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c.1200, from Old French montaigne (Modern French montagne), from Vulgar Latin *montanea "mountain, mountain region," noun use of fem. of *montaneus "of a mountain, mountainous," from Latin montanus "mountainous, of mountains," from mons (genitive montis) "mountain" (see mount (n.)).
Until 18c., applied to a fairly low elevation if it was prominent (e.g. Sussex Downs, the hills around Paris). As an adjective from late 14c. Mountain dew "raw and inferior whiskey" first recorded 1839; earlier a type of Scotch whiskey (1816); Jamieson's 1825 "Supplement" to his Scottish dictionary defines it specifically as "A cant term for Highland whisky that has paid no duty." Mountain-climber recorded from 1839; mountain-climbing from 1836.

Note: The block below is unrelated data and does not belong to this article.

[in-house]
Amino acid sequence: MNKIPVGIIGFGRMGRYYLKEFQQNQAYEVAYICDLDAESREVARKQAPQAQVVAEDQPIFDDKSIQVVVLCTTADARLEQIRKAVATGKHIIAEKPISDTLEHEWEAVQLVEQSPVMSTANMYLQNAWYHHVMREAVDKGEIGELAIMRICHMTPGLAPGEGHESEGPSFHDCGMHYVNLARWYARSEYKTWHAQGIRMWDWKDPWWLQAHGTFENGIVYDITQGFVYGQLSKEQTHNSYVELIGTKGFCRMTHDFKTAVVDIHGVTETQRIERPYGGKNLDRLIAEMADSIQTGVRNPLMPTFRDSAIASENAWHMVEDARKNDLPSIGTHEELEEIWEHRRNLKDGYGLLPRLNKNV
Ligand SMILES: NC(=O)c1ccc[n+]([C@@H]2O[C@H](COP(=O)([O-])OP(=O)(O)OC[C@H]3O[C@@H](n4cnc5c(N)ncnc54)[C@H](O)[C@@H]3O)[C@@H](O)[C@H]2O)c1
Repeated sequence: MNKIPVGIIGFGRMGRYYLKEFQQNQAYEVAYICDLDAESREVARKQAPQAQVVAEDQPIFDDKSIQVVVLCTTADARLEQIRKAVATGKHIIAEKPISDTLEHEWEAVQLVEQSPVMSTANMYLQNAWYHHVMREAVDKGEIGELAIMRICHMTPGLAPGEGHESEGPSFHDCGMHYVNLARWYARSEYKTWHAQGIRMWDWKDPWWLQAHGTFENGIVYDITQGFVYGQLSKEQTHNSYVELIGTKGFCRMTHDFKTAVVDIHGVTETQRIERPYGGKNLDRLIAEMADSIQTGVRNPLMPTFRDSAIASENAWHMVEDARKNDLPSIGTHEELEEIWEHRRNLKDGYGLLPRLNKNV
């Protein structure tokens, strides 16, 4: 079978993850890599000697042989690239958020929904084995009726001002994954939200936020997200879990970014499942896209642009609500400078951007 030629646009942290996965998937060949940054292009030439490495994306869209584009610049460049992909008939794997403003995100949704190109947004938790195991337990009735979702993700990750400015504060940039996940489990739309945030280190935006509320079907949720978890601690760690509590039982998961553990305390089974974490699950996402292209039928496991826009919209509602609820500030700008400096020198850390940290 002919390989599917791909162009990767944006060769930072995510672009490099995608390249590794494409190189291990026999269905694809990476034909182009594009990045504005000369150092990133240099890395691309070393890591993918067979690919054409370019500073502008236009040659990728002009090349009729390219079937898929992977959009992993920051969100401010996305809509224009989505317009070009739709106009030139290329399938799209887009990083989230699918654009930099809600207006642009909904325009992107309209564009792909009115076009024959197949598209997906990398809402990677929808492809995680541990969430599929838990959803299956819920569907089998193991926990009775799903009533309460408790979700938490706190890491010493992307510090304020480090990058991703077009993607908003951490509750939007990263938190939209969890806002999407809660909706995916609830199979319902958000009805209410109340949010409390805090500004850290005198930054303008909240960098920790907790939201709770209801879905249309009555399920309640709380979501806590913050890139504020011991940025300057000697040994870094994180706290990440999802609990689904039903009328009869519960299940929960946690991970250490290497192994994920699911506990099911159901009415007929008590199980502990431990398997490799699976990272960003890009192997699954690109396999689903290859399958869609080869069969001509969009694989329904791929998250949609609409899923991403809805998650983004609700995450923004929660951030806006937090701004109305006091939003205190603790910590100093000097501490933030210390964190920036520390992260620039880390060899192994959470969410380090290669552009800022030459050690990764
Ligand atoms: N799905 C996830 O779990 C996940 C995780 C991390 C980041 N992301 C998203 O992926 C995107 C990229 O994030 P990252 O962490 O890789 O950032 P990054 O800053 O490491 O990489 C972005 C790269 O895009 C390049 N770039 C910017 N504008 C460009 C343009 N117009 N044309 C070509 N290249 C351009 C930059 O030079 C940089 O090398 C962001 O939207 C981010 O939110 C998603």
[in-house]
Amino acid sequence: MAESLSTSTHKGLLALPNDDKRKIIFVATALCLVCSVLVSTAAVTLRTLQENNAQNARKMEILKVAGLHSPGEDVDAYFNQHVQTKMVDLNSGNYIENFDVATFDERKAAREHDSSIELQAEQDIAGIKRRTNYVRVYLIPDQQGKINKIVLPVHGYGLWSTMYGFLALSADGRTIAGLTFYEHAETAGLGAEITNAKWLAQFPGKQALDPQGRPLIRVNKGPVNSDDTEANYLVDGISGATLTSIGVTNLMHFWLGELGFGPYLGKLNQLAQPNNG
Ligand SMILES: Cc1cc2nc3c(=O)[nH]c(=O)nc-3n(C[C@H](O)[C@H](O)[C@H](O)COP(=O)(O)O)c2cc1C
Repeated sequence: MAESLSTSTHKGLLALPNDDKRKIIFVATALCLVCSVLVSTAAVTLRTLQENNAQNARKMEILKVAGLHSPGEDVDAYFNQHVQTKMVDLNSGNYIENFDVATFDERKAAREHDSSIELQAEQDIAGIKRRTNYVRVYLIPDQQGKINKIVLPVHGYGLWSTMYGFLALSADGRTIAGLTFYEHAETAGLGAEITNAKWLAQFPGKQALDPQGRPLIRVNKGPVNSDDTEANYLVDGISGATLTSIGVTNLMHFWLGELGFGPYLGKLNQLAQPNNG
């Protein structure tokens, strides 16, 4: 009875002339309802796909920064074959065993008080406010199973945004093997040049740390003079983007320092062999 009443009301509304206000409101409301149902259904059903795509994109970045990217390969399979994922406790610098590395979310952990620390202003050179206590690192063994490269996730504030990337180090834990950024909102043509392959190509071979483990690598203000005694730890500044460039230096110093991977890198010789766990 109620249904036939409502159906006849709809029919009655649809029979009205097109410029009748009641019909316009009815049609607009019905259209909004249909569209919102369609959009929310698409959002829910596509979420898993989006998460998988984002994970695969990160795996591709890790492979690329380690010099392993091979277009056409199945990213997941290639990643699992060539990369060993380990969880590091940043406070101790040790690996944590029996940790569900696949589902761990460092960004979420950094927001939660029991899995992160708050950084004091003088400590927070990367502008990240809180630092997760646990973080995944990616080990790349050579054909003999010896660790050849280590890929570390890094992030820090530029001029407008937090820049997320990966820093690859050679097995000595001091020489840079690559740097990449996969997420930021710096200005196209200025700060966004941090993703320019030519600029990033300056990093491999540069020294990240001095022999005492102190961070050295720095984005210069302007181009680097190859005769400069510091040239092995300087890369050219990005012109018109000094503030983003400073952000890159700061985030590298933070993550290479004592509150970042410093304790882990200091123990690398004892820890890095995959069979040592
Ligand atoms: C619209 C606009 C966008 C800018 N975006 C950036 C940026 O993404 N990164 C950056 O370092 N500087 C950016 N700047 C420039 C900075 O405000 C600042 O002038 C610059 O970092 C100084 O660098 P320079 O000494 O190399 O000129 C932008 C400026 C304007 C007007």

A generally massive and usually steep-sided, raised portion of the Earth's surface. Mountains can occur as single peaks or as part of a long chain. They can form through volcanic activity, by erosion, or by uplift of the continental crust when two tectonic plates collide. The Himalayas, which are the highest mountains in the world, were formed when the plate carrying the landmass of India collided with the plate carrying the landmass of China.